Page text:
If Osborne wanted to be as provocative as possible (which he probably does, to appease the Tory right, his future backers for the leadership), he could hardly put together a more incendiary mix than cutting tax rates for the ultra-rich in the budget and then, 2 weeks later, impose swingeing cuts on some of the poorest families in the country.
On 6 April working couples around the country on £18,000 a year (or £346 a week, just three-quarters of the average wage) will lose £77 a week. These families contain nearly half a million children, and their income is being cut by more than a fifth.
Contrast that with Osborne’s plans for the super-rich: if he cuts the top rate of tax for this 1% richest clique in the country from 50% to 45% (as he has just leaked – so much for the days when Chancellors were sacked for revealing even the smallest details of their budgets before they were delivered to the House), that is worth nearly £100 a week extra to someone on £250,000.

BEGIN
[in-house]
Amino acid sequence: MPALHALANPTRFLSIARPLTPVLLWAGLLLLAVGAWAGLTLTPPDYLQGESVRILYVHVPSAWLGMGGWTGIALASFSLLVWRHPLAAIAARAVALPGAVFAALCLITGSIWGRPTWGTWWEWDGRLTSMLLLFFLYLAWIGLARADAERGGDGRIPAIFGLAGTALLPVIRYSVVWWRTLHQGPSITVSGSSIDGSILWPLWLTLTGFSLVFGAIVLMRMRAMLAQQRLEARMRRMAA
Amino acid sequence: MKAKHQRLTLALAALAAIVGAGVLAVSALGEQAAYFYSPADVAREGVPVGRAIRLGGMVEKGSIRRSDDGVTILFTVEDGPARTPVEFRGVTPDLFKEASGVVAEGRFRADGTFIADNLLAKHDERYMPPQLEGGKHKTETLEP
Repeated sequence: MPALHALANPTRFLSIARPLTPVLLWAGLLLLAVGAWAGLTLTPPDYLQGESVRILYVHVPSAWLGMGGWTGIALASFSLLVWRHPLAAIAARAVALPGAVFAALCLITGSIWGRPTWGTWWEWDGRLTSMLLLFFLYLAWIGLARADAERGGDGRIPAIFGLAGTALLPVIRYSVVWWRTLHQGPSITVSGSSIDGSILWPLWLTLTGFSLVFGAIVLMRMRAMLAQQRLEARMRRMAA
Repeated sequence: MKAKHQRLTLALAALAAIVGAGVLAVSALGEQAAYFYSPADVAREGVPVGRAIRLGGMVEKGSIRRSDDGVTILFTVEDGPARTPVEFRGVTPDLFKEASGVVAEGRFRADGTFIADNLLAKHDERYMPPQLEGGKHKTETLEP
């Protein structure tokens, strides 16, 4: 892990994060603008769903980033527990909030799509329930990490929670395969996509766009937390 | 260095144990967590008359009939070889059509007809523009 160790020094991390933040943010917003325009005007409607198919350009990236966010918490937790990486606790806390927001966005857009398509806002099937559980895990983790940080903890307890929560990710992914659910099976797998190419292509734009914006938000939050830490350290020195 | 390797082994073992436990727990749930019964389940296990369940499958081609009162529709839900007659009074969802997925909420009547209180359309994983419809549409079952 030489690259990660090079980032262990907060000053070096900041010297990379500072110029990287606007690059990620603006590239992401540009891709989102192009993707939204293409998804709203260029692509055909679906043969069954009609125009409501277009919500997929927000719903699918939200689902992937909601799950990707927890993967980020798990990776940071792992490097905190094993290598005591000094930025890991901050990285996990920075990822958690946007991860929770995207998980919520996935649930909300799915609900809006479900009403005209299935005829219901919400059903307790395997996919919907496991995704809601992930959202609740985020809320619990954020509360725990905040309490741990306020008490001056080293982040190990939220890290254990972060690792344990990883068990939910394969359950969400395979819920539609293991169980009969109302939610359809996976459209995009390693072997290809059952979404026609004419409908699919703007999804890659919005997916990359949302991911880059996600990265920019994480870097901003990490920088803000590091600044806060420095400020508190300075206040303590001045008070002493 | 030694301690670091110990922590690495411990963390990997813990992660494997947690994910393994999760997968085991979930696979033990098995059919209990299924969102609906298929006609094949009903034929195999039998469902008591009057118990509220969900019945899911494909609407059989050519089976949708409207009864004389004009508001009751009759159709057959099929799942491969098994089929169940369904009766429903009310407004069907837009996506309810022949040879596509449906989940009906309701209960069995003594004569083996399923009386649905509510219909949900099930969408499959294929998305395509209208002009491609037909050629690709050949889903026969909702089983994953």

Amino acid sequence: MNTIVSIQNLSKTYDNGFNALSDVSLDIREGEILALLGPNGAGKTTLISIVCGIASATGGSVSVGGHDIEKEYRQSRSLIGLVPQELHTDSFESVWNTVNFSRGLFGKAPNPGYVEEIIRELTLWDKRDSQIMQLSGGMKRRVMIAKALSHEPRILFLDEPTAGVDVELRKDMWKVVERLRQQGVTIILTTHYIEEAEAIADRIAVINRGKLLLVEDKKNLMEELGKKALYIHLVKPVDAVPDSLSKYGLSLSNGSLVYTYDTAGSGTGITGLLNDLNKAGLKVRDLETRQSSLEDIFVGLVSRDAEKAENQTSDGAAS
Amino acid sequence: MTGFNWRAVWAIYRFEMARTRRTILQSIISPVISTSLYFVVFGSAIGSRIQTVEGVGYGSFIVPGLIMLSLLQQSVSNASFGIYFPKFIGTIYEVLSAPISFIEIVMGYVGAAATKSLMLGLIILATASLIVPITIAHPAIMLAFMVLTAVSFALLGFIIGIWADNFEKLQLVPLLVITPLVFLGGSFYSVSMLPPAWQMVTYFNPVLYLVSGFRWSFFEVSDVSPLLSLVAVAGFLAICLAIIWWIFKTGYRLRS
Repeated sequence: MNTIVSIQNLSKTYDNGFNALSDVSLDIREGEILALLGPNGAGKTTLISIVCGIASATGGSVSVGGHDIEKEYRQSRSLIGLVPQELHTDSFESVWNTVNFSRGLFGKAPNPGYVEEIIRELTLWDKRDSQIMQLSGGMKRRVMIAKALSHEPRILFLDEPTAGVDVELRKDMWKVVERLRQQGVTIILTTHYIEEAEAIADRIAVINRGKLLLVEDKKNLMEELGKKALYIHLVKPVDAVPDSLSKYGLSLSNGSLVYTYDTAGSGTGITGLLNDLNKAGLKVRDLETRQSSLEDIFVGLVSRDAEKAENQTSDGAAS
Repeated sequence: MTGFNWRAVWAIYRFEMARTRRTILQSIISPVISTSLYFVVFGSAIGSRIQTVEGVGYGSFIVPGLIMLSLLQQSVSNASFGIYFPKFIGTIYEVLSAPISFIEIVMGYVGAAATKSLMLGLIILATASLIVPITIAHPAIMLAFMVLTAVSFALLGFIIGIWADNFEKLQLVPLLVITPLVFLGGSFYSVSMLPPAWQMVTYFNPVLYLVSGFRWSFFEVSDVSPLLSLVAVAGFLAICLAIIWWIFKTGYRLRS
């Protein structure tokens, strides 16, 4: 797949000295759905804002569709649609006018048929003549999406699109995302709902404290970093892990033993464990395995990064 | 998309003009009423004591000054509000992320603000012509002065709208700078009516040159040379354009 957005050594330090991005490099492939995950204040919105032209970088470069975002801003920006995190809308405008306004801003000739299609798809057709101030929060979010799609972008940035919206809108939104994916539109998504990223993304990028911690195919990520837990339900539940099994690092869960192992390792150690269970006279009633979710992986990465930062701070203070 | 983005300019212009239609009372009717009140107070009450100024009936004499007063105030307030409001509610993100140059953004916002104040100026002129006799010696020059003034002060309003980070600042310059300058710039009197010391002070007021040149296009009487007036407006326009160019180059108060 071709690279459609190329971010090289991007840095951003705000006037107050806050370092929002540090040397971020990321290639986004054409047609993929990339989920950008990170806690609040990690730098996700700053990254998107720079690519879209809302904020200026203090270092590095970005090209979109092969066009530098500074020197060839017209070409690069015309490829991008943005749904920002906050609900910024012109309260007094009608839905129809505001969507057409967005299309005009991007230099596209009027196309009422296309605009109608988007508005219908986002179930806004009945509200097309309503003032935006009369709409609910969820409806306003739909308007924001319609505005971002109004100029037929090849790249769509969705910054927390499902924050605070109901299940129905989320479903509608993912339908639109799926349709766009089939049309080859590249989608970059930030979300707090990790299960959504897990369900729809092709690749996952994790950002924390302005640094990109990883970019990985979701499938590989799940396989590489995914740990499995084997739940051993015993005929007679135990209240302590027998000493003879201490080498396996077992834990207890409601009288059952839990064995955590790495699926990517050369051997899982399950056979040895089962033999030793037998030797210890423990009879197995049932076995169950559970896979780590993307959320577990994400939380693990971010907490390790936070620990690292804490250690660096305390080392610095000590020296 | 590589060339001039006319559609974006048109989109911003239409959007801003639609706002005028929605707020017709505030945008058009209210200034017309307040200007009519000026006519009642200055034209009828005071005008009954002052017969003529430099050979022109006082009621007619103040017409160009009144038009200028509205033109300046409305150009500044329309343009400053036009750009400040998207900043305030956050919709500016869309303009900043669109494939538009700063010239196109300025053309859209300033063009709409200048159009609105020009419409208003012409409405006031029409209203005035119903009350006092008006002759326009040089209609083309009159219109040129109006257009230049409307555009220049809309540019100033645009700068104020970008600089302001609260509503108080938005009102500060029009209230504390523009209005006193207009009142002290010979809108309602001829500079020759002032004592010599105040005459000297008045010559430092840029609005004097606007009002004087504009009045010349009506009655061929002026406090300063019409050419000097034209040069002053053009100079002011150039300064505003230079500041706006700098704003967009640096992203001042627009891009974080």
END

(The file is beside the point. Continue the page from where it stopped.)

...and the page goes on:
The Tory detractors have used 3 arguments against the 50% tax rate which Alistair Darling rightly introduced after the bankers and the ultra-rich had crashed the economy – a very small recompense for the depredations they brought on the economy and society at large. One was that this rich cabal would use their tax accountants to ensure that the 50% rate raised very little extra money. But that of course is not an argument for withdrawing the tax – it’s an argument for tightening the tax rules to squeeze out anti-social tax avoidance and make the tax effective, in particular by bringing in a new general anti-avoidance rule.
Second, the Tories said it discouraged entrepreneurial and innovative flair at the top, when as we now know what these spivs excelled at was financial engineering, overseas speculation, and offshoring – all designed to enrich themselves at the expense of Britain.
The third argument was that if this tax levey was imposed, there would be a stampede to leave Britain for more tax-friendly havens abroad. For the record, 3 firms left, one of which (Sorrell’s advertising outfit) has since returned.
The super-rich remain by far the least taxed group in Britain. Contrary to the LibDems trying to accommodate Tory demands for a cut in the 50% rate by demanding either a mansion tax (on wealth) or a so-called tycoon tax (on income, making the wealthiest pay 32% of their gross salary in tax just like ordinary working families), what is really needed is both a wealth tax and in addition a high and proportionately fair rate of income tax for the extremely rich.